There is no suggestion that the proposed amendment sought in this case is an abuse, nor could there be. Absent any such consideration, in the context of an application to amend, the effect of s.28, in my view, is to skew the balance very considerably in favour of permitting amendment, provided of course that the case is one that is sufficiently arguable and properly pleaded. That is particularly so where the new claim will involve many of the same witnesses and much of the same evidence, as the informed consent claim does in this case. There is, on the other hand, no prejudice to the Trust by allowing the amendment, beyond the ordinary time and trouble associated with having to respond to new allegations, even if it means delaying the trial by a few months.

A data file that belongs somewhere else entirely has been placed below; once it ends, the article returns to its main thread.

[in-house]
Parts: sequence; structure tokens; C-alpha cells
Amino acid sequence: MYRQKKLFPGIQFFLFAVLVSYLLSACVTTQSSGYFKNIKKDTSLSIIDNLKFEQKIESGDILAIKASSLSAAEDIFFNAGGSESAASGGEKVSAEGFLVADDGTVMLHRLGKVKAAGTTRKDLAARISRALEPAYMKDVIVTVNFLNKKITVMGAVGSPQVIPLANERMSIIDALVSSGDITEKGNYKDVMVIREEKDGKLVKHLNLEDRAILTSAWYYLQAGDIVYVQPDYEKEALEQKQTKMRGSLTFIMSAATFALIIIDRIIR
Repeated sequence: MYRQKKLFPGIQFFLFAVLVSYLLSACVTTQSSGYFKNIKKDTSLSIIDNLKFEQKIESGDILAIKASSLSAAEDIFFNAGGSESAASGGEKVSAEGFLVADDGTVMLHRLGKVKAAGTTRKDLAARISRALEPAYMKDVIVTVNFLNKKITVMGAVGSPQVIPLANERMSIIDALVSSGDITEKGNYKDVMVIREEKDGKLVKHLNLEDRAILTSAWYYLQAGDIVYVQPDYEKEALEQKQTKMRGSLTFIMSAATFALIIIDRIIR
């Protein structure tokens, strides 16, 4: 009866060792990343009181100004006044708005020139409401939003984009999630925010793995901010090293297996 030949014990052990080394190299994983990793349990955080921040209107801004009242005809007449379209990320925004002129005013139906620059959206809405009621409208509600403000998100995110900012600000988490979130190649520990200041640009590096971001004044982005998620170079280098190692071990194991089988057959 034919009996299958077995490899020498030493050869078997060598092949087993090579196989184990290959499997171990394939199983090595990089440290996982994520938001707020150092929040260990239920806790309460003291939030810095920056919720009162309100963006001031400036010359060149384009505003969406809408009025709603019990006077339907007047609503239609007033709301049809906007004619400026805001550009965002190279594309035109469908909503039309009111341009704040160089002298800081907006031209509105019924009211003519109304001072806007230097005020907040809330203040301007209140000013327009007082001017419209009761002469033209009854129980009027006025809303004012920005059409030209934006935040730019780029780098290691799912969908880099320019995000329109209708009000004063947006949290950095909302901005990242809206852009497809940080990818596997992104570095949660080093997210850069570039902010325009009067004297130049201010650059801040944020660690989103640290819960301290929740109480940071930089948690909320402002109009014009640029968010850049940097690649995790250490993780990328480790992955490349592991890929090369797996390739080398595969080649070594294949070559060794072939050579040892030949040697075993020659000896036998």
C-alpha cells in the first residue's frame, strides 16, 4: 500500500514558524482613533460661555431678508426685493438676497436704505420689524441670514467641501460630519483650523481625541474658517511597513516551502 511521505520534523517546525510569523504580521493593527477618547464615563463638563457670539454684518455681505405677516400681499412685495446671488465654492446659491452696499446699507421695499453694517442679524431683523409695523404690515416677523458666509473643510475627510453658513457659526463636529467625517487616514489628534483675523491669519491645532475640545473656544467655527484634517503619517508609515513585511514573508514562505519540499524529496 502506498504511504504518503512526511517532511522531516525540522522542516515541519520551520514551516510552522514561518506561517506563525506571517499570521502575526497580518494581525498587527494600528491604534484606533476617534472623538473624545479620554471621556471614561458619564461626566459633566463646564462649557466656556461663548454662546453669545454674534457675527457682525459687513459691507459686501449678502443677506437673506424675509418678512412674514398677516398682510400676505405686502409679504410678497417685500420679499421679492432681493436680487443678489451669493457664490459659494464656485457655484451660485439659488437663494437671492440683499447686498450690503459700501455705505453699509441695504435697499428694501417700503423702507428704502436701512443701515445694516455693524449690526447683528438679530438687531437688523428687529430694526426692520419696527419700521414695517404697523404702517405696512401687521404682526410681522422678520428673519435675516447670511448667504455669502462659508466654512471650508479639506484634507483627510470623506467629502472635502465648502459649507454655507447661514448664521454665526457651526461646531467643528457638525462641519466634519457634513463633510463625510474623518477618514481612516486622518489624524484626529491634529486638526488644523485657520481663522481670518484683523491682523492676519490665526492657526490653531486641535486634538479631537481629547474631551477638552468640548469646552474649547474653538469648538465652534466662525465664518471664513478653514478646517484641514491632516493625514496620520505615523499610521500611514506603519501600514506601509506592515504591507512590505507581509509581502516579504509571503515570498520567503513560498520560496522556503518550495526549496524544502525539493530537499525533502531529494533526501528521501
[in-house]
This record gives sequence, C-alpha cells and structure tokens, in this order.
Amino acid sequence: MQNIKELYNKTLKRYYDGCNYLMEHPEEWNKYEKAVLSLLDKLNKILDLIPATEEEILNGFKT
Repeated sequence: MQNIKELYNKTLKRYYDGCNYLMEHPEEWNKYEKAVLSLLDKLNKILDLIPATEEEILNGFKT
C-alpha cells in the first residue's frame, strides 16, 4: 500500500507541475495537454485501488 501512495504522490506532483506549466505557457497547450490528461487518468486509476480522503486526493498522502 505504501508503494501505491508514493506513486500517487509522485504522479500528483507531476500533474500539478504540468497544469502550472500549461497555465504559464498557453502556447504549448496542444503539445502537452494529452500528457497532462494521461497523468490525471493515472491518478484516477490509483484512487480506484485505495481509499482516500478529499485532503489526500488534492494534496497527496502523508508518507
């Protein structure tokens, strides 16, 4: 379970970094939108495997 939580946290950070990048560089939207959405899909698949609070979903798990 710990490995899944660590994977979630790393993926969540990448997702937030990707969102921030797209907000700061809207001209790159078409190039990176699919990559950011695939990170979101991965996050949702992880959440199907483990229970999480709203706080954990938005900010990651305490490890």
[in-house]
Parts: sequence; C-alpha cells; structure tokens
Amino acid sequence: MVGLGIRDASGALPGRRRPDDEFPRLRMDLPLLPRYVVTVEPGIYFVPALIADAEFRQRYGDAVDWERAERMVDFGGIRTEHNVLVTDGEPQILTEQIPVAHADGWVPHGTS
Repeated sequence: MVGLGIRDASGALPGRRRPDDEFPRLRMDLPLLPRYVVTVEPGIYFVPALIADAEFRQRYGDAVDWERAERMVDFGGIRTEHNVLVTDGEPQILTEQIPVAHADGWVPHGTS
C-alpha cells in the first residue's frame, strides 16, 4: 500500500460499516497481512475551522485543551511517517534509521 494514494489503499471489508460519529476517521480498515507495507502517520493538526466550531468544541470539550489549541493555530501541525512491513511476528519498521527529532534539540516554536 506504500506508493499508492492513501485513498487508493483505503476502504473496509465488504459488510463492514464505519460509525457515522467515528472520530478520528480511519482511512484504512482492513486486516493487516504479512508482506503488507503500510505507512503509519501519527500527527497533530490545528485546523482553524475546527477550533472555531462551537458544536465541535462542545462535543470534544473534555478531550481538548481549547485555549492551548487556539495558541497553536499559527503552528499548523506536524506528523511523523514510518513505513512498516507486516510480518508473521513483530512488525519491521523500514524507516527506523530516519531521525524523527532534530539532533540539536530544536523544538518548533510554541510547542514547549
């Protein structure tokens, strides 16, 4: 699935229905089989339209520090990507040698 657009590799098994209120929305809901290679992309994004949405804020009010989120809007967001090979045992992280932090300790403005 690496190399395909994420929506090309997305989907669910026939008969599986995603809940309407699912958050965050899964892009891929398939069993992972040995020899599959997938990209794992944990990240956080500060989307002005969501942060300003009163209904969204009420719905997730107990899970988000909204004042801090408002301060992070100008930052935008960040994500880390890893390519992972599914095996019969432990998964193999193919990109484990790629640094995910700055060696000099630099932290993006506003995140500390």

The position vis a vis the administration of justice, other litigants and other cases, must of course also be considered. It is the impact upon this important “third party” of a vacated trial date which generates the need for the robust approach to late amendments exemplified by decisions such as that in Su-Ling. However, the balancing exercise which the proper application of the overriding objective requires may, in some cases where an amendment is sought, lead to the conclusion that the amendment should be allowed even if the unavoidable result is the loss of a trial date, on the basis that such a course would result in the least prejudice not only to one or other (or both) of the parties but to the administration of justice also. The possibility of such a conclusion is implicit in the following passage from the judgment in Su-Ling: “the risk to a trial date may mean that the lateness of the application to amend will of itself cause the balance to be loaded heavily against the grant of permission” (my emphasis).